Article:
Holliday has not performed any "substantial gainful activity" since September 30, 1980. As indicated, the ALJ concluded that Holliday is no longer capable of performing his past work. At that point, Holliday met his burden under the social security laws, and the burden shifted to the Secretary "to prove that there is available some other kind of `substantial gainful employment' the claimant can perform." Whitney, at 786.

If a claimant's impairment meets the durational requirement of 42 U.S.C. § 423(d) (1) (A) (twelve months or expected to last twelve months or to result in death) and is listed in Appendix 1 of the regulations or is the medical equivalent of a listed impairment, the claimant is entitled to a per se finding of disability. 20 C.F.R. § 404.1503(d); see Perez v. Schweiker, 653 F.2d 997, 999 (5th Cir.1981). Here, the ALJ concluded that Holliday "has no impairment which meets a listing set out in Appendix 1 to Subpart P, Regulation No. 4, nor are there combined impairments which equal in severity any listed impairment" (R. 9). The only listing which Holliday's condition might possibly meet is Rule 4.12, which describes the degree of severity required for a per se finding of disability on the basis of varicose veins:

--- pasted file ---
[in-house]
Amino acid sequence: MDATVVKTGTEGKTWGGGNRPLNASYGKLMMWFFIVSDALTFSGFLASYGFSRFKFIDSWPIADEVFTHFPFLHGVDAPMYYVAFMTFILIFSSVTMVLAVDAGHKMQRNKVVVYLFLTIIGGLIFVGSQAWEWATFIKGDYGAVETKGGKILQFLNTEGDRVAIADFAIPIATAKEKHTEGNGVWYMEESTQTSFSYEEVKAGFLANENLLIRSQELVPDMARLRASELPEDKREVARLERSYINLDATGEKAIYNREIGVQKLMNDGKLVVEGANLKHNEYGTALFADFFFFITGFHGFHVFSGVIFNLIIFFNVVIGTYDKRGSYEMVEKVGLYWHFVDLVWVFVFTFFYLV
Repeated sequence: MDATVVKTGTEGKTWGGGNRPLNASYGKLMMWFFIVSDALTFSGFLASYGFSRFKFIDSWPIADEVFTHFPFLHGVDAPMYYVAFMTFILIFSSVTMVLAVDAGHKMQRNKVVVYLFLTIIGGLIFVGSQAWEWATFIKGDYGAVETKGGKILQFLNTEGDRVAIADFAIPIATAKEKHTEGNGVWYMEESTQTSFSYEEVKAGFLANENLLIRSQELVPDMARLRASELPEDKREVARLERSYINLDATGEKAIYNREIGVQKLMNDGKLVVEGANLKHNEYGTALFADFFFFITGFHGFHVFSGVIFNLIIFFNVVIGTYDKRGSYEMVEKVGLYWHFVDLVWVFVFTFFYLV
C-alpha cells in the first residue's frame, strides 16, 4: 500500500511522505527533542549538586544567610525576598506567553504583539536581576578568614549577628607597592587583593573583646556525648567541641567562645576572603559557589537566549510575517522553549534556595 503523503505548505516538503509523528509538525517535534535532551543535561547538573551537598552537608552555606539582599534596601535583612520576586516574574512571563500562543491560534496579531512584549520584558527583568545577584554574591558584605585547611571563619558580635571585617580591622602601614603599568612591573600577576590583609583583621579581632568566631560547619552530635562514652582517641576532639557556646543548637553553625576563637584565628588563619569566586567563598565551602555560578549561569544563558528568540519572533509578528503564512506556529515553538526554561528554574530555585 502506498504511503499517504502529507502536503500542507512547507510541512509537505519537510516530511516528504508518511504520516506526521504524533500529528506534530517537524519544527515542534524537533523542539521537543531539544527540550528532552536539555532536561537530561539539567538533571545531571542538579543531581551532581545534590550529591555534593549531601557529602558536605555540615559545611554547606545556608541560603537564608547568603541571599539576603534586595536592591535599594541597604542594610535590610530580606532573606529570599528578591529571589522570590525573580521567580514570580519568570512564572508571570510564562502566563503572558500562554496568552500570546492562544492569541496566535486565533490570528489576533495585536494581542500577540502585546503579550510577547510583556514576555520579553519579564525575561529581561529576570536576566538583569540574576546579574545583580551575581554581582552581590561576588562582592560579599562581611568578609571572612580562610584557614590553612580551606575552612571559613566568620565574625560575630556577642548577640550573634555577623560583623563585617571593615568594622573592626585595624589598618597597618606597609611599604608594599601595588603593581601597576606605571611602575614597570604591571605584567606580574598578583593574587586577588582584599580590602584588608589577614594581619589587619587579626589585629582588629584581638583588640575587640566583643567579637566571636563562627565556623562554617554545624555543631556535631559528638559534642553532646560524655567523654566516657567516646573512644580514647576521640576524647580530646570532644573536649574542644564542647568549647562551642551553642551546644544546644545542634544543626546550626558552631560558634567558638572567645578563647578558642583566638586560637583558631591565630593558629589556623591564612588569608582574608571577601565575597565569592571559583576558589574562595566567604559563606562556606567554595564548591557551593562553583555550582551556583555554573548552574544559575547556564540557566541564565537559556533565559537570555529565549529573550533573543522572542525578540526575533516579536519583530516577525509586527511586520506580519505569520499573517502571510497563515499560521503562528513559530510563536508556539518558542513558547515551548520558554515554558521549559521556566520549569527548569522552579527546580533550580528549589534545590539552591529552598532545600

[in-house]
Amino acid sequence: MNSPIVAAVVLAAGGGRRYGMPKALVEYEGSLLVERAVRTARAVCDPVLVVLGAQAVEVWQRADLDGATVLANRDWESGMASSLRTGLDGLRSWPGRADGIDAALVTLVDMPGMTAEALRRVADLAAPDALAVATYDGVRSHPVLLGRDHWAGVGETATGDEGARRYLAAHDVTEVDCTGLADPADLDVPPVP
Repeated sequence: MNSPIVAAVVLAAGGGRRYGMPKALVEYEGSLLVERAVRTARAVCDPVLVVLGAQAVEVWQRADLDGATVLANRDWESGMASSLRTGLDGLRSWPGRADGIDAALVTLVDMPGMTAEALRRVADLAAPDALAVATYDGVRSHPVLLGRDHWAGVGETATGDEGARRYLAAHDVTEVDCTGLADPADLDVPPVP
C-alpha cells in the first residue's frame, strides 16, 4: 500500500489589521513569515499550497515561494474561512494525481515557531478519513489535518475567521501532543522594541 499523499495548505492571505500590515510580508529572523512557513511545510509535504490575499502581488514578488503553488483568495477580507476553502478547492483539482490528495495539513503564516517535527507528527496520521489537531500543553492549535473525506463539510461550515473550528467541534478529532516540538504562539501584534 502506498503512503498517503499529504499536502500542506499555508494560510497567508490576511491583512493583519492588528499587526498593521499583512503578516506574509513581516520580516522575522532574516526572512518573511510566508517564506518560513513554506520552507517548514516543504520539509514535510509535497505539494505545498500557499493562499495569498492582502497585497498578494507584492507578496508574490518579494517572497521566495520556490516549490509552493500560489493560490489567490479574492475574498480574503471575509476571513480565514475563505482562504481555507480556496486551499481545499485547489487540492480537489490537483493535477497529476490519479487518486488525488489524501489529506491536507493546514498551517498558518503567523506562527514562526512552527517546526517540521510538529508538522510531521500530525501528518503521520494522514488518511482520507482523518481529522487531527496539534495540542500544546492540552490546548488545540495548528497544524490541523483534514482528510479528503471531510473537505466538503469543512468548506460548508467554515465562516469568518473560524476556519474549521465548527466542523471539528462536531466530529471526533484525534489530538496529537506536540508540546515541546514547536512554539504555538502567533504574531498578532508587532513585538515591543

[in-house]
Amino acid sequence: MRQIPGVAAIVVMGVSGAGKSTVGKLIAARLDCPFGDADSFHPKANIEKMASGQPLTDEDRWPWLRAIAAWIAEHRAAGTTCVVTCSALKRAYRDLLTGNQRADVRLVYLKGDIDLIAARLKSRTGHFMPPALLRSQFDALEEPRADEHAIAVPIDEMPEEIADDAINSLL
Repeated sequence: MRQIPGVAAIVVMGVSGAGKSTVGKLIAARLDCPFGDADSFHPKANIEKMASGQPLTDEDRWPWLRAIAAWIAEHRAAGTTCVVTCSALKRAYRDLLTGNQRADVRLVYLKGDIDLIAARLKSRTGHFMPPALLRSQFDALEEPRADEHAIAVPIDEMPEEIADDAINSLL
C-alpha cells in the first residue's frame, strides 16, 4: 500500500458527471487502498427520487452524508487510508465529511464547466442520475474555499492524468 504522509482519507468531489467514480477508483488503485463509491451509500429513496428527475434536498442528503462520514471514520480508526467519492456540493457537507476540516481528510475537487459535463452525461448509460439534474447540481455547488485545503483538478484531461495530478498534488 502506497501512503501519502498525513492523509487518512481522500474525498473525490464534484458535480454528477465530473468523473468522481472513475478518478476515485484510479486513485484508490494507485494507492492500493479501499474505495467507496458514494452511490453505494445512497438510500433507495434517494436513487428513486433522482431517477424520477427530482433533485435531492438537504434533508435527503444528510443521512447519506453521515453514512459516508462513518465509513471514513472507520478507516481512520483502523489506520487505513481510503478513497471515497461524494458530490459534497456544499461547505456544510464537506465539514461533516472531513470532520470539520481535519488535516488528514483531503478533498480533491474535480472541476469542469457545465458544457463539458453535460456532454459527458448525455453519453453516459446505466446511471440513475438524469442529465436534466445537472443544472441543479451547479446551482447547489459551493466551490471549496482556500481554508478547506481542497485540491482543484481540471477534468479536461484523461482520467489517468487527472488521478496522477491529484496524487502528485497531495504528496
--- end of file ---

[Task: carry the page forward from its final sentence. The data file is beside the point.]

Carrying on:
*1279 Chronic venous insufficiency of the lower extremity with incompetency or obstruction of the deep venous return, associated with superficial varicosities, extensive brawny edema, stassis dermatitis, and recurrent or persistent ulceration which has not healed following at least 3 months of prescribed medical or surgical therapy.

The ALJ noted that Holliday "has severe varicose veins bilaterally with stassis dermatitis," but he concluded that Holliday's condition did not meet the degree of severity required by Rule 4.12 apparently because there was "no recent ulceration or brawny edema" (R. 9). The ALJ also concluded that Holliday had "no impairments which in combination equal in severity any listed impairment." Id.

A fair reading of Holliday's medical records and the transcript of his disability hearing supports the contention that his condition, although severe, did not match the requirements of Rule 4.12 due to the absence of any mention (with reference to Holliday's varicosities) of edema, whether "extensive [and] brawny" or otherwise. Indeed, one report notes an absence of edema (R. 87). Similarly, the record does not reflect "recurrent or persistent ulceration," but merely that the area of his varicosities becomes tender (R. 28). We conclude that substantial evidence supports the ALJ's finding that a per se finding of disability under Rule 4.12 was not appropriate in this case.